Should we specify the length of the shinai, made from natural materials, to the millimeter? Part 2

Shinai craftsman shaving the bamboo stave to make Kendo Shinai

Correct Kendo Equipment Knowledge taught by Artisans

Things users should understand in order to keep shinai making alive and fruitful for everyone

As the quality of the materials deteriorate and orders become more specific, artisans are often forced to throw away bamboo that does not match the orders. This causes the shinai cost to go up.  Adjusting to detailed specifications also takes time. According to Yamaguchi-san, in the past artisans had to dispose of 30% of the bamboo wood purchased, whereas currently they are forced to throw away 50%.  Of course, the loss is borne by the artisans themselves. Morishita-san adds:

“Yamaguchi-san buys the bamboo wood himself, and half the material does not become part of any shinai and is simply thrown away. And when a shinai is made, people say the grip is too thin or thick, so Mr. Yamaguchi shaves off part of the wood. Then the shinai becomes lighter by 1 or 2 grams. Then the customer puts the shinai on a pair of scales then comes back complaining that it’s now too light, asking for a refund. Shinai making cannot continue like this.”

In reality, a large portion of shinai are made overseas, but the situation overseas is more or less the same. A manager of a Taiwanese shinai factory, that makes 720,000 shinai per year, said this in an interview back in 2017:

“A while back, kendo instructors would hold a few shinai and say ‘yup, this is OK’ and buy them. Today, customers first measure the weight. The All Japan Kendo Association has a regulation of minimum weight, but customers demand shinai that is as close as possible to the minimum weight. They have demands concerning the lines as well as thickness. It is not easy for manufacturers to meet all those demands. That is why the usable parts of the wood have decreased.”

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If one is making industrial products with metal like golf clubs and tennis rackets, you can order custom made products specifying how many grams or millimetres they need to be. People have gotten used to those products and order hand-made crafts in the same way, but it is unrealistic for products made from natural materials like the shinai to be made like this. The shinai makers are becoming more and more desperate.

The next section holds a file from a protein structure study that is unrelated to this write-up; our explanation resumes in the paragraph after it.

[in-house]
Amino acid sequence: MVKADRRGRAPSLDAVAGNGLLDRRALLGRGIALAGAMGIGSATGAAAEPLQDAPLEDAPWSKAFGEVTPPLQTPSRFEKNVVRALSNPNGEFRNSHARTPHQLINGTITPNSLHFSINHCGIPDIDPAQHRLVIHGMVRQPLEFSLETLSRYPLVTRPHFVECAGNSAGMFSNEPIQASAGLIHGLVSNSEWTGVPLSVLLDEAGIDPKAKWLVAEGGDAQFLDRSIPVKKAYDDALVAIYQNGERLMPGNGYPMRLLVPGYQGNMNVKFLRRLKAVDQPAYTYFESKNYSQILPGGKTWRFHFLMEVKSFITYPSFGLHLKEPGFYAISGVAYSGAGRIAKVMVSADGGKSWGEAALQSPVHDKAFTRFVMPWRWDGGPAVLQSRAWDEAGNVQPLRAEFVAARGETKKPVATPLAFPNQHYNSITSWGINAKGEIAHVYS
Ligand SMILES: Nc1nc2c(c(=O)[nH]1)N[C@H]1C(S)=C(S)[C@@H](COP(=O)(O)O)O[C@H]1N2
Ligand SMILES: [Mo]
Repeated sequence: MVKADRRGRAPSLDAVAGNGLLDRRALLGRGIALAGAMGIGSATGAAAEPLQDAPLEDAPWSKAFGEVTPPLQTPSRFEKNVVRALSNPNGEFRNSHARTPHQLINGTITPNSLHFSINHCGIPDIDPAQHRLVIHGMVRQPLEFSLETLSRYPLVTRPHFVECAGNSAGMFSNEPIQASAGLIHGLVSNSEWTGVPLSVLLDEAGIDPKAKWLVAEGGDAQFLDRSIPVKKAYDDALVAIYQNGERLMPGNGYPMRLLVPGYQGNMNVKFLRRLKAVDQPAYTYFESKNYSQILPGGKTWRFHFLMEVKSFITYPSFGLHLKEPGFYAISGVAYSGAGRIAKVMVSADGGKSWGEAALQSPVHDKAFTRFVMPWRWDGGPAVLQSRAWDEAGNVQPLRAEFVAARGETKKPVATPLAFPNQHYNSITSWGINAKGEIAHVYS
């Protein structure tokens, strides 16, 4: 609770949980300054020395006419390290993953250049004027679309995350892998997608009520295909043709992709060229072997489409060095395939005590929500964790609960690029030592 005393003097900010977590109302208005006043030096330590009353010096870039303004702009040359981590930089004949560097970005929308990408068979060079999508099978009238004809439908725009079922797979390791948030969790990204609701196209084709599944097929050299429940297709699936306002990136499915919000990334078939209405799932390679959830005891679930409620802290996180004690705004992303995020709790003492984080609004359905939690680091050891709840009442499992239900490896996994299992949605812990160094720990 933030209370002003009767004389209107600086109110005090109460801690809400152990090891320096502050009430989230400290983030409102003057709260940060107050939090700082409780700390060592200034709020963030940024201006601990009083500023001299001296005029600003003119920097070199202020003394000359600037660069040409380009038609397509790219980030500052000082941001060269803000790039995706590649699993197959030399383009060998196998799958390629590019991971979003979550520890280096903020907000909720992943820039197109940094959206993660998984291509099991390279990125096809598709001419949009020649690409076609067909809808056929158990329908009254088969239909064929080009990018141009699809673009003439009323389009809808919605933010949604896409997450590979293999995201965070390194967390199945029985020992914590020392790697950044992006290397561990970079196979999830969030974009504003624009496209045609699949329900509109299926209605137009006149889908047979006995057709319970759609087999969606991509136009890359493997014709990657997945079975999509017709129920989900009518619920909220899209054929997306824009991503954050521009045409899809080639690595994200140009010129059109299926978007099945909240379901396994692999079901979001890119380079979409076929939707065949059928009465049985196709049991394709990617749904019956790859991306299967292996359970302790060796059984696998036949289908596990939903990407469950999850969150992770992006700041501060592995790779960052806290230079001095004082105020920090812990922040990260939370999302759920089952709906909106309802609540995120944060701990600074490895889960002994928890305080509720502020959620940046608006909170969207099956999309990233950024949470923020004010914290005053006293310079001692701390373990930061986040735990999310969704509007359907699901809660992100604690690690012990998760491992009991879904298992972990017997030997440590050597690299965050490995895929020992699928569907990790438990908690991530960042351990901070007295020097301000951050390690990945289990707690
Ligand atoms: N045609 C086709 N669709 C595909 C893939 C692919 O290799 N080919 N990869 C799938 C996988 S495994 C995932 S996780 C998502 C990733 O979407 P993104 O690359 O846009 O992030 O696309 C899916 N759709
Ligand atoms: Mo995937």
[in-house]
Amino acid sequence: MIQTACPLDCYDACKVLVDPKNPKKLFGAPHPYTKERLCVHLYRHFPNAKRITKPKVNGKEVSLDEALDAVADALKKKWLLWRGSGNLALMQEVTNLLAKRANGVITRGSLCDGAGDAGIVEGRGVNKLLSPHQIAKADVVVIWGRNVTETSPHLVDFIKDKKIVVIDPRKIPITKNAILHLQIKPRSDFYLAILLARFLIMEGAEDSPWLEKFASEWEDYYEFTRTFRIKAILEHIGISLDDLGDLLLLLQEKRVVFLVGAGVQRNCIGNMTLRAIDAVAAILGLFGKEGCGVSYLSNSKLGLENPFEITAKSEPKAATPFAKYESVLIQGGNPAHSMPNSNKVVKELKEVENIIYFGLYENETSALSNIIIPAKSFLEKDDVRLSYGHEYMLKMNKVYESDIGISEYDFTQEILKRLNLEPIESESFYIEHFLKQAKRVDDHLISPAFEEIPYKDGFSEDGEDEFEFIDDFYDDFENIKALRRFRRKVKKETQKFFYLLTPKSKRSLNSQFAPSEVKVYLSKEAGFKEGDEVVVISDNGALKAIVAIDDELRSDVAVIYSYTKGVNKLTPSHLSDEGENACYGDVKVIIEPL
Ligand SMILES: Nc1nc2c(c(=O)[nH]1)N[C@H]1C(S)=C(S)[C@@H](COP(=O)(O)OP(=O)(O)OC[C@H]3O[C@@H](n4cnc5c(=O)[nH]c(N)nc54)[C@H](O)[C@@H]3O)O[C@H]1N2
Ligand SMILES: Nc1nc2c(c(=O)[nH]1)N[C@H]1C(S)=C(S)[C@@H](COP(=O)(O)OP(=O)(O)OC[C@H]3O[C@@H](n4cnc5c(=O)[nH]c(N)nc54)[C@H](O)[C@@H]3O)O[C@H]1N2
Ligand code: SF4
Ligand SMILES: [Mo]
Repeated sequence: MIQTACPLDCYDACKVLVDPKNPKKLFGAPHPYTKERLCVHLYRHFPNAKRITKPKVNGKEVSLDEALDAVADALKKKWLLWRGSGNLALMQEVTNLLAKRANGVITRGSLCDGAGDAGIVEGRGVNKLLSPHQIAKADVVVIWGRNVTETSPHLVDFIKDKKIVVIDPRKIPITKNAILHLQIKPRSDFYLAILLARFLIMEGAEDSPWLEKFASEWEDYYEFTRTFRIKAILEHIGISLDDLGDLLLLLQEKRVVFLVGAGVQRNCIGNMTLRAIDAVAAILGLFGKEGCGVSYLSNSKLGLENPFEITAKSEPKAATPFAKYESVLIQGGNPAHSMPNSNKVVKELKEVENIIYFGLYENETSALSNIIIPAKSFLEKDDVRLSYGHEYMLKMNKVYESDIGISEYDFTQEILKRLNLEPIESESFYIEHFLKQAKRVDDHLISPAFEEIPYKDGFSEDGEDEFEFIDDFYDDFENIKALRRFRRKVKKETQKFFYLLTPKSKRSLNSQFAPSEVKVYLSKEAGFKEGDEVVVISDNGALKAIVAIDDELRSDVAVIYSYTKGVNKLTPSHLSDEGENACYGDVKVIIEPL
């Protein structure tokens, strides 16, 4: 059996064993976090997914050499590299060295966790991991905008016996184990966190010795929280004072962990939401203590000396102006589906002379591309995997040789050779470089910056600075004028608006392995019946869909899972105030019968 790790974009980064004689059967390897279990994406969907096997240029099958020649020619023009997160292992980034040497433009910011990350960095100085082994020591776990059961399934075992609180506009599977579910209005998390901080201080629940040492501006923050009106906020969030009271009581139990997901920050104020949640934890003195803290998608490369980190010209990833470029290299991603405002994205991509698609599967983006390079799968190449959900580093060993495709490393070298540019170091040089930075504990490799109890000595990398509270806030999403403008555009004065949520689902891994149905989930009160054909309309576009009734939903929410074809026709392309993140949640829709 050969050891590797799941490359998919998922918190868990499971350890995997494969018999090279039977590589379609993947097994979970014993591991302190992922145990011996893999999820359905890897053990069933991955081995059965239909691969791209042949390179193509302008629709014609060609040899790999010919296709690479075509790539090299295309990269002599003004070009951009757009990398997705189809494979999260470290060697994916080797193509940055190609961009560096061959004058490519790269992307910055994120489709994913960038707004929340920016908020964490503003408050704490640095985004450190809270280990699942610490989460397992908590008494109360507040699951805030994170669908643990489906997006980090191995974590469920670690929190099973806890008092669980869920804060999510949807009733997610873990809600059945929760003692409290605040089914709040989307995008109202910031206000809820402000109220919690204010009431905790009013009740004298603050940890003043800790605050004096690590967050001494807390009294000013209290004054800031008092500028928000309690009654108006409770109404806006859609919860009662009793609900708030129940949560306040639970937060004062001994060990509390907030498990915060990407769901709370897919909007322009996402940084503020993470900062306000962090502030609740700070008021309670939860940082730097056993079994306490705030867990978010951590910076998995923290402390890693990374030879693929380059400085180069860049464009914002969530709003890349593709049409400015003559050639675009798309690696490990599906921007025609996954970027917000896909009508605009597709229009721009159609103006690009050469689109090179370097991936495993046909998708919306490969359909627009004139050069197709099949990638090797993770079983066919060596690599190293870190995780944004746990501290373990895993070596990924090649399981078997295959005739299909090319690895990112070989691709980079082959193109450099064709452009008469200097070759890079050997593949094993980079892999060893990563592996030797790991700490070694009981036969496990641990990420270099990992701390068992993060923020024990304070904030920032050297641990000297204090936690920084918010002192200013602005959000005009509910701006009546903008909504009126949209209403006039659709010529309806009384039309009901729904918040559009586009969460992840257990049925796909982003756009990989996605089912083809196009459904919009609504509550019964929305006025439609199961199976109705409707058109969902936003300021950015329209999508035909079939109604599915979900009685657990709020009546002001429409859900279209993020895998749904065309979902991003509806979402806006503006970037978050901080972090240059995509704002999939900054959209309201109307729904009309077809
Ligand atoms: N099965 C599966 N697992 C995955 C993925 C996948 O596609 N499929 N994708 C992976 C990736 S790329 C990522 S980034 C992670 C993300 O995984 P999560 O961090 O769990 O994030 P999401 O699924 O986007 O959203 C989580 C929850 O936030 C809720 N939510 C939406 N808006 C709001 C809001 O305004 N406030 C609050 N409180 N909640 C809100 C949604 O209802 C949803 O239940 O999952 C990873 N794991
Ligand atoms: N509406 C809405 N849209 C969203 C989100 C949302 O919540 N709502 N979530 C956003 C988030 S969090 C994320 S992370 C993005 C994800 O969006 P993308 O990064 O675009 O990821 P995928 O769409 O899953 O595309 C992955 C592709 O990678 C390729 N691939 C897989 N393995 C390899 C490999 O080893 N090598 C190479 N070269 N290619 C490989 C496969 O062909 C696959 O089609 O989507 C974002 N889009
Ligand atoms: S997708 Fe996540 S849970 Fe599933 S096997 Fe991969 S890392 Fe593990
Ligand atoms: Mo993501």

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If you think about it, even if its clubs, rackets, or even clothes, if you give detailed specifications when ordering, it will certainly become more expensive than products on the shelf. Most people choose the ones that suit them the most out of the products already made and available. It is madness to think that one can specify the length of the shinai and order it for the same price as a regular shinai. Morishita-san continues:

“If people start thinking it is normal to specify such numbers, as is suggested in that blog, and think that shinai that do not fit those numbers are not good for use; it will be impossible to continue shinai making. The craft is already dying out as it is. Nowadays even retail stores do not hold any stock, and people bring shinai back to the store for a refund 6 months later because it has become 5 grams lighter. As kenshi choose their own shinai and many shinai are rejected, the shinai makers must bear all the loss concerning materials thrown away because they cannot be used for shinai. It is taking its toll on the livelihood of the artisans. How can they possibly raise up those to take over after them? The Kendo Association should at least support them for the money it costs for the materials that are thrown away. Otherwise it will be impossible to pass on valuable skills in shinai making.”

This may be true for shinai not only made in Japan but also overseas. A reporter comments that it may just be that the voices of the overseas shinai makers are not heard as much.

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“I hope kenshi can stop rejecting shinai because the numbers don’t meet their exact desires, and understand that shinai are made from natural materials and show kindness toward the shinai artisans.” says Morishita-san.

Natural bamboo is quite flexible. There is so much variation in the position of knuckles and their strength.

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